Mr. Kim’s Mu Gung Hwa grocery is now a”Koreatown” landmark, but Koreans live all over Jakarta (Cibubur, Kelapa Gading) and Greater Jakarta (Cikarang and Lippo Karawaci). Also, you don’t need to go anywhere to experience Korean culture, since Korean media and creative products will come to you. Indonesians know all about it, because the K-wave  hit Asia before it reached the West.

Meanwhile, Koreans don’t hesitate to learn Indonesian, enroll in Indonesian universities, start families or businesses in Indonesia, or become Indonesian citizens. That’s unique, if you stop to think about it.

If you check Twitter to see who’s practicing their Indonesian — usually Koreans. If you go to the University of Indonesia, you’ll see Korean students. If the hotel lobby is full of ecstatic teens and young adults, something Korean is going on.

There must be a fit.

SOURCE:  Koreans in Indonesia



Get outta here. Go! March 19, 2017

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6945817073_3b1511e789_o.jpgGoing overseas to study isn’t just one thing. It’s a lot of things: A strategy, a statement, an investment, a leap of faith.

I get it. I love it. And I live it.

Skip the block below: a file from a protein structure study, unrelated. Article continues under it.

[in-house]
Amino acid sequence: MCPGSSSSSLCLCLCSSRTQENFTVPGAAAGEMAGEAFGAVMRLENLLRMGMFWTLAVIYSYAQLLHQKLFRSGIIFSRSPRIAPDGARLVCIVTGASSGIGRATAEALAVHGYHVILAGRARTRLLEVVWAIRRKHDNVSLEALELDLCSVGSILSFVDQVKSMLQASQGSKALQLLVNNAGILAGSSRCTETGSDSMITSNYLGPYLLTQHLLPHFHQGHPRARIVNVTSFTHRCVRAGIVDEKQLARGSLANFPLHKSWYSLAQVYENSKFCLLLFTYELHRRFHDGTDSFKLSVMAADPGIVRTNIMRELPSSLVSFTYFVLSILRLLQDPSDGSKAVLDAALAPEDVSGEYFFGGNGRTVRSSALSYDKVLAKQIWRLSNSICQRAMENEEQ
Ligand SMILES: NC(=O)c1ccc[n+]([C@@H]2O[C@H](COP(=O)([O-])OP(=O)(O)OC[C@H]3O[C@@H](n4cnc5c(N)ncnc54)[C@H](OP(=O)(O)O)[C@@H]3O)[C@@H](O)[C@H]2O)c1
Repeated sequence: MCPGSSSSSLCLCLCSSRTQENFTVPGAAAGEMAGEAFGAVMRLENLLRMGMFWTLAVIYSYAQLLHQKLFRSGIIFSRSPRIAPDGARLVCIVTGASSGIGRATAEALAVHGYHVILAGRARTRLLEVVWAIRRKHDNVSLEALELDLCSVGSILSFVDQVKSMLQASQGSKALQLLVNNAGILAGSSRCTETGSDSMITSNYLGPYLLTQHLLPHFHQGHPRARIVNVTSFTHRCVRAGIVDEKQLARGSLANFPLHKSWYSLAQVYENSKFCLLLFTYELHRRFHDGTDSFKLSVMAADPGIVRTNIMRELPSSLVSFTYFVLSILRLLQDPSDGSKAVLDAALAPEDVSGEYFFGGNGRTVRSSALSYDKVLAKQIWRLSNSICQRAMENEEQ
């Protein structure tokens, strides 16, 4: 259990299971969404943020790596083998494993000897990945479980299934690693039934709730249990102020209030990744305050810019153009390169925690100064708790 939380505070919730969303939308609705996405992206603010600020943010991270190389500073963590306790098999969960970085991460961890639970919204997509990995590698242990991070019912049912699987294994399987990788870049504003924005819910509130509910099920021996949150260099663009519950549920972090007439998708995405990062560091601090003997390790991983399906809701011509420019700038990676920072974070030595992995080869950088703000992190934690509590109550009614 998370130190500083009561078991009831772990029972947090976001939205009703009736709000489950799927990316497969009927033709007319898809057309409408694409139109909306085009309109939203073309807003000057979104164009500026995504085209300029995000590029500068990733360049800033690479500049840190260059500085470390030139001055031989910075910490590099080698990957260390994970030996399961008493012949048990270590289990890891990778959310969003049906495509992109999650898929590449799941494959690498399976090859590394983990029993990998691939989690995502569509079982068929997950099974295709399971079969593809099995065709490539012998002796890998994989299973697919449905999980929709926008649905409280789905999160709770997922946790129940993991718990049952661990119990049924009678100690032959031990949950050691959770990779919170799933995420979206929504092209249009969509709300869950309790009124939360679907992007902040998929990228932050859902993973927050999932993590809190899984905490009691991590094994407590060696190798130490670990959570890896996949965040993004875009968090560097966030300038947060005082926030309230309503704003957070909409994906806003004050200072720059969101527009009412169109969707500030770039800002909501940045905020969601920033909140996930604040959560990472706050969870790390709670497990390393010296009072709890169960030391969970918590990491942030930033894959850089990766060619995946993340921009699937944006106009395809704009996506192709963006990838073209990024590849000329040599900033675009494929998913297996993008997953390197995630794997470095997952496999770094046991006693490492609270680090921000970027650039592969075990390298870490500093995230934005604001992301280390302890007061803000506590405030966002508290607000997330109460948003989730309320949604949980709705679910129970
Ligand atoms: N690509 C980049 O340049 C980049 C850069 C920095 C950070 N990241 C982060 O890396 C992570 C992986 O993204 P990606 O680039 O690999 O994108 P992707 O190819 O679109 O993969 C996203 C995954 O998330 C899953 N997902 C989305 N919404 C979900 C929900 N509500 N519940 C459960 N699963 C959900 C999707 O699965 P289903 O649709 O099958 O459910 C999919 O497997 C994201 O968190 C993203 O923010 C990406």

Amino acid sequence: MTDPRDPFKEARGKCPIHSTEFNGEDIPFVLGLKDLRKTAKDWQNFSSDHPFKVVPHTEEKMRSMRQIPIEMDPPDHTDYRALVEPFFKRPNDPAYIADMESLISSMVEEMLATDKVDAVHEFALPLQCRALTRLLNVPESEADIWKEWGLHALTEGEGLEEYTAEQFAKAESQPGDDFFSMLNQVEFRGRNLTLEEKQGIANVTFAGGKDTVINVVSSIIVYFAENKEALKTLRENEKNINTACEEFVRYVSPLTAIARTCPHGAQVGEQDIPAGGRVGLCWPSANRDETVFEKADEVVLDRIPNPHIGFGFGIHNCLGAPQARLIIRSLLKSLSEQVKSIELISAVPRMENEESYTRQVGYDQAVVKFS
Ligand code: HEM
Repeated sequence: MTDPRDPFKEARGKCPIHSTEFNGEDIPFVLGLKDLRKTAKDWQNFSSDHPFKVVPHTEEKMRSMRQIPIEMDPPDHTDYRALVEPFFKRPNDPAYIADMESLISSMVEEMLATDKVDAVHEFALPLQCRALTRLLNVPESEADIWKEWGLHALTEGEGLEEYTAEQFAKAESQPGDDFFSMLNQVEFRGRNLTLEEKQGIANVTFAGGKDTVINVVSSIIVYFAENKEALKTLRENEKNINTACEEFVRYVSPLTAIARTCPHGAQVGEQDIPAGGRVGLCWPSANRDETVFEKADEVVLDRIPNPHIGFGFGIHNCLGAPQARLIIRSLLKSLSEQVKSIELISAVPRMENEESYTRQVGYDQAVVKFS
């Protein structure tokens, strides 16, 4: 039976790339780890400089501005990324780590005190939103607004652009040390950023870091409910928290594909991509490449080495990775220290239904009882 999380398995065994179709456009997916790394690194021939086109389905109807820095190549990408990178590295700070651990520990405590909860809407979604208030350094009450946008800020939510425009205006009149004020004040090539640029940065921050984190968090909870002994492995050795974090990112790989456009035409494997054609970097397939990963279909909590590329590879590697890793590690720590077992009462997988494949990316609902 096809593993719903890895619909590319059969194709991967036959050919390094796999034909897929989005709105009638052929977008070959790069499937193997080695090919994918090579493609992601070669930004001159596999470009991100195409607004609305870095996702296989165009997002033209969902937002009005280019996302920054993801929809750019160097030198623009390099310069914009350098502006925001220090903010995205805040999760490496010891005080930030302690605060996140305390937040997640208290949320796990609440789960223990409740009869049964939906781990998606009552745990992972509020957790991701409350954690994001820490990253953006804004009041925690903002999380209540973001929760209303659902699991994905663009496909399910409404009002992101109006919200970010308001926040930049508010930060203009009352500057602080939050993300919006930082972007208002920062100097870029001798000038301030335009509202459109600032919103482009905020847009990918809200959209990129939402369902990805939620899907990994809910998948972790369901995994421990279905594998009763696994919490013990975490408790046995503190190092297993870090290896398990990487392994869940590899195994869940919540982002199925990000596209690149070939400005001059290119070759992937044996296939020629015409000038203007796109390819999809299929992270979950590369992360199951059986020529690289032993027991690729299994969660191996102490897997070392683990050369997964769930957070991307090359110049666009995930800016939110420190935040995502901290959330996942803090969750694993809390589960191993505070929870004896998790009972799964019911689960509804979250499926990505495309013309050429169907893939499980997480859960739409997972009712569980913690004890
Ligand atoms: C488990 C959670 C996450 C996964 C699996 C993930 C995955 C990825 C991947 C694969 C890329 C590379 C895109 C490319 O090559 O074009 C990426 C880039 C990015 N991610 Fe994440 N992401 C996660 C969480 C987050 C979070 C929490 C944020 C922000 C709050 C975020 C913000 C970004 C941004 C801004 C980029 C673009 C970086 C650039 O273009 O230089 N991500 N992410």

And that’s what this blog is about: Getting out of Indonesia. I want to hear your story, too; but here’s mine.

I left the United States for the first time when I was in 6th grade. I went to Mexico to shoot a film with my dad. Our luggage got impounded by the officials at the Mexico City airport. We almost lost all the cameras. And so we got on a plane and headed back to the U.S. And I loved it.

The second time, we rented a huge motorhome, hid all the cameras deep inside, and filled the vehicle with children, mothers, uncles, grandmas – one big crazy family vacation. Actually, not. It was business and pleasure that time. We drove down to Mexico City and shot the film. And then we went to relax at my aunt’s house in Cuernavaca. I missed a month of junior high; and it was glorious.

The third time I went overseas I stayed for almost two years. I was a missionary. This was a huge experience. Massive. That’s why I speak Spanish. That’s why I study migration. That’s what I wrote about in my personal statement for Berkeley (Go Bears!).

And that’s why I’m living in Indonesia – and why my daughter is Indonesian.

I love to see the sun set behind the Mt. Pangrango and Mt Gede, the two volcanoes nearest Jakarta. I love to be awakened by a chorus of birds and look out to see the Bali Strait. I love to roll through the slums of South Jakarta on my motor scooter, where flooding forces all the families to evacuate and sleep in a communal shelter 5-10 times a year during rainy season.